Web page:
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FG may suspend WhatsApp, Facebook, others over national security

By Idowu Abdullahi

The Federal Government has disclosed that it would not hesitate in wielding big sticks against all social media platforms, including Facebook, WhatsApp, Instagram, among others in line with its commitment to protect the country from disintegration.

It clarified that the President Muhammadu Buhari-led administration was ready to pull necessary plug and take important decisions in keeping the country as whole and protecting its territorial integrity against internal and external forces, including rising influence of social media platforms being used by divisive elements.

The Minister for Information and Culture, Lai Mohammed, who made the federal government’s position known, stated that the administration was ready to suspend social media companies allowing their platforms to be used in propagating division of the country through inflammatory rhetorics or posts disguised as free speech.

Justifying the government’s suspension of American microblogging site, Twitter, operation in Nigeria before the House of Representatives Joint Committee on Information, Justice, and Communication yesterday at the National Assembly in Abuja, the minister reiterated the Buhari’s administration commitment to deal with divisive elements through careful and timely decision that would neutralised all loopholes been exploited by agents of disunity.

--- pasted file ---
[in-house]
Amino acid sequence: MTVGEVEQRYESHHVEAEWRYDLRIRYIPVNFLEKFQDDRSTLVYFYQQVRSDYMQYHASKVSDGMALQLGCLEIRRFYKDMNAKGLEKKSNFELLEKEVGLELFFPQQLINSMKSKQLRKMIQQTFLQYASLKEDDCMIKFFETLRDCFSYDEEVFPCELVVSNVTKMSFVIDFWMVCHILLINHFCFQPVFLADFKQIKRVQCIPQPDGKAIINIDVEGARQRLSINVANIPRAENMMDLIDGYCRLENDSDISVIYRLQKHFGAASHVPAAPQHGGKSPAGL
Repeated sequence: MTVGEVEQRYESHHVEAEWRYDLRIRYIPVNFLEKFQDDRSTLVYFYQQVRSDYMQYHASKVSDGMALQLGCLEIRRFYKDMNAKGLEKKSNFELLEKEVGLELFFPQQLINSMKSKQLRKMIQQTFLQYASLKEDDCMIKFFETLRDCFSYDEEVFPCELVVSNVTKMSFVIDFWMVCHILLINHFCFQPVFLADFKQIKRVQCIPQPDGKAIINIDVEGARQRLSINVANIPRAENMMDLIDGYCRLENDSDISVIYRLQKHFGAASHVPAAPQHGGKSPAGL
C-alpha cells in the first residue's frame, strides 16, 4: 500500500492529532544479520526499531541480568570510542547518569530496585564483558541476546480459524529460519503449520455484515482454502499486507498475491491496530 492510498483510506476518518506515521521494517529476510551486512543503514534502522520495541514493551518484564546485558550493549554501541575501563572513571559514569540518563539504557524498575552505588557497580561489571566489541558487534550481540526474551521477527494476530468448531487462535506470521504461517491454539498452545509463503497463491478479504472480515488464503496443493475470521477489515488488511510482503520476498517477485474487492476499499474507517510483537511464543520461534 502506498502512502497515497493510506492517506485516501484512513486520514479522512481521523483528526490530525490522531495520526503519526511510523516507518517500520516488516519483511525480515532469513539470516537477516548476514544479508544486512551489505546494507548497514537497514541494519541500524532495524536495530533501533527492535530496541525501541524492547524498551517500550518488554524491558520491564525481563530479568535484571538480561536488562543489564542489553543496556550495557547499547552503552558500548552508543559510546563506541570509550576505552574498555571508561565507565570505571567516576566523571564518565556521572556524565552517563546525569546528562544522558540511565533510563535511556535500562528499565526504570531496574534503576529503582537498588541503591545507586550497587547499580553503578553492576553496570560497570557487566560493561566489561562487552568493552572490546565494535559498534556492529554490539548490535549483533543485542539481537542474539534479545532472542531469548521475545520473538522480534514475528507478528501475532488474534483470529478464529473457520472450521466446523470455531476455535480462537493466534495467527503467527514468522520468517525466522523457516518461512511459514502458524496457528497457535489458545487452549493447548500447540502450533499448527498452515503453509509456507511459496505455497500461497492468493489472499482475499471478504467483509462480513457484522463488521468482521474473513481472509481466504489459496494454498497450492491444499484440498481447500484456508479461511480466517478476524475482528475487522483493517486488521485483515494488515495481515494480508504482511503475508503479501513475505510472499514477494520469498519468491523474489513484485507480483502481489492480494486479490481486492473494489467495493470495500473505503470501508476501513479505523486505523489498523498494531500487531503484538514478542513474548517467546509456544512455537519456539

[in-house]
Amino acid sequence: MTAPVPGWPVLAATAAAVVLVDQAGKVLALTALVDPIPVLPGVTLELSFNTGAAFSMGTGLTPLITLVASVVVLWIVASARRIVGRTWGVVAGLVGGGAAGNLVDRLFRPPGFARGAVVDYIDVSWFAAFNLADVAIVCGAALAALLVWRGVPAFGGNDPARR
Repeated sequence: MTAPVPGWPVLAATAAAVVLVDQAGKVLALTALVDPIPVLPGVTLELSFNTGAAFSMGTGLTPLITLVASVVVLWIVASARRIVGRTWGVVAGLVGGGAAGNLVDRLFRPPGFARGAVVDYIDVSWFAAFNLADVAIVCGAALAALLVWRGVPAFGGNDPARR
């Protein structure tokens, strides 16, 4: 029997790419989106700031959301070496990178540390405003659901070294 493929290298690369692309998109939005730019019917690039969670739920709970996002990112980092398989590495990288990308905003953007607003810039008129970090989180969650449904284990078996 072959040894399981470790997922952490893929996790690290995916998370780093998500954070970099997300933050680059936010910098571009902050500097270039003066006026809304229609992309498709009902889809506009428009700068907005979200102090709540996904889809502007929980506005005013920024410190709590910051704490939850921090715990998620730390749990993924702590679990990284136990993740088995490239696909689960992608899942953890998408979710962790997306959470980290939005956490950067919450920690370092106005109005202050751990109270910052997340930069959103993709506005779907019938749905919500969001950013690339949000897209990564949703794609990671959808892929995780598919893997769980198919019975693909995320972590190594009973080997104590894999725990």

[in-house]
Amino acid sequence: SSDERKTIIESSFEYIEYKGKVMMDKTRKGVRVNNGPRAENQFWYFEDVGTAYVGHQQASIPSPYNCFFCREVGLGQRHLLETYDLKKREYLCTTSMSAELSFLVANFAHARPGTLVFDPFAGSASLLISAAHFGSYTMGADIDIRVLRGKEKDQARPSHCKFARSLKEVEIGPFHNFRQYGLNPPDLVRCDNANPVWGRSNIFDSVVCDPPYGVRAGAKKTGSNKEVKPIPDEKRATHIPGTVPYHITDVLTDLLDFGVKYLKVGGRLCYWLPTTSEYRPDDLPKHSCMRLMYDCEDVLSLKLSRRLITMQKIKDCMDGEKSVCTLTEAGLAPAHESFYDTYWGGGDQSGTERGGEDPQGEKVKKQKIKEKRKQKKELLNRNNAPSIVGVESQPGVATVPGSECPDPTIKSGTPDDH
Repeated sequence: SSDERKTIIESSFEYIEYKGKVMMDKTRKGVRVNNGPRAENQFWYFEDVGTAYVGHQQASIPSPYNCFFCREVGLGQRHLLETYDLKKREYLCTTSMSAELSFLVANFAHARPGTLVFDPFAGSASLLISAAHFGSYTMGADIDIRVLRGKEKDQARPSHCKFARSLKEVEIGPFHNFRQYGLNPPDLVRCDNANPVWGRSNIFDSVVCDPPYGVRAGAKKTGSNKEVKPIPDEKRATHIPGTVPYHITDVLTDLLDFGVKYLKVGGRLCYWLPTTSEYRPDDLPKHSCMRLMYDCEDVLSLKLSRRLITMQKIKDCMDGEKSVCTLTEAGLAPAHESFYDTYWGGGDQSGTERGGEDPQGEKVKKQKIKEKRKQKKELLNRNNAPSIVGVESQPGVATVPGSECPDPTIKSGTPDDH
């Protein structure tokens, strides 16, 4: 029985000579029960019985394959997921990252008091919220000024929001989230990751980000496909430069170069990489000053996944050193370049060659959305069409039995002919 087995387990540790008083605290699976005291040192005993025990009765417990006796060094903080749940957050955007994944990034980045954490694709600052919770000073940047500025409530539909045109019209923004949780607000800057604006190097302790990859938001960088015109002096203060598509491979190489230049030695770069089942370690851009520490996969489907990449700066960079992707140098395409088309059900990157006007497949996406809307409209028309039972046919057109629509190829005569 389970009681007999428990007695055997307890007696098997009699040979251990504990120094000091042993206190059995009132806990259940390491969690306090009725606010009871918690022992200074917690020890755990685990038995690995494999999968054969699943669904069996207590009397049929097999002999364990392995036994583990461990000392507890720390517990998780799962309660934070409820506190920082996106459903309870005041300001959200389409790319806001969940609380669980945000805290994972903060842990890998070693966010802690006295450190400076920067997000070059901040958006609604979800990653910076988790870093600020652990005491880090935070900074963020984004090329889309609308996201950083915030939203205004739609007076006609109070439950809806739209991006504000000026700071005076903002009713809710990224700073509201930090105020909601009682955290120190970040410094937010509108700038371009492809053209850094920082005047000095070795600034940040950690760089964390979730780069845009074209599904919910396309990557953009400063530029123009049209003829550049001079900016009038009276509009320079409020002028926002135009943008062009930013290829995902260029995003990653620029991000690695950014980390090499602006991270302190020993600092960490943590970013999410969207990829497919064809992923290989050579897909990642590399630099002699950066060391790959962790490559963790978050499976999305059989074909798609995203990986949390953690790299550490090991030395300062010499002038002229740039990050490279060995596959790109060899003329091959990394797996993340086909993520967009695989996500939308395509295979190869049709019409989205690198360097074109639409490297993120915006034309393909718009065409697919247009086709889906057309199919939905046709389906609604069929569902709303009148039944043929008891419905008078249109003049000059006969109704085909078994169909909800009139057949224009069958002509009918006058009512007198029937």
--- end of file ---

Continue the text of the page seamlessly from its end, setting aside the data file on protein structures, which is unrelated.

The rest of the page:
He assured that the government would not hesitate to suspend other social platforms such as Facebook, Instagram, WhatsApp, Google hangout, and others if they are found to be promoting posts or statements capable of destabilising the country.

According to him, Twitter operation was suspend after it was established that the social media company made its platform available as a choice for people who want to destabilise and cause disunity in Nigeria.

The minister insisted that the platform would not be allowed to operate until such times it dialogue with the government and register properly before approval would be granted for it resumption of operations across Nigeria.

On whether any channel of dialogue had been opened with Twitter, the minister said “we tried to but they rebuffed us. They are not known to us. They are not registered, but we hope we will be able to engage them.”

The minister also clarified that contrary to insinuations from different quarters, the suspension of Twitter was not aimed at stifling free speech and press freedom across the country but taken to protect the unity been enjoyed in Nigeria.

“There was no intention of the federal government to stifle free speech in the country. The only reason we suspended Twitter is that it was promoting disunity. Its activities are inimical to the unity of the country,” Mohammed insisted.

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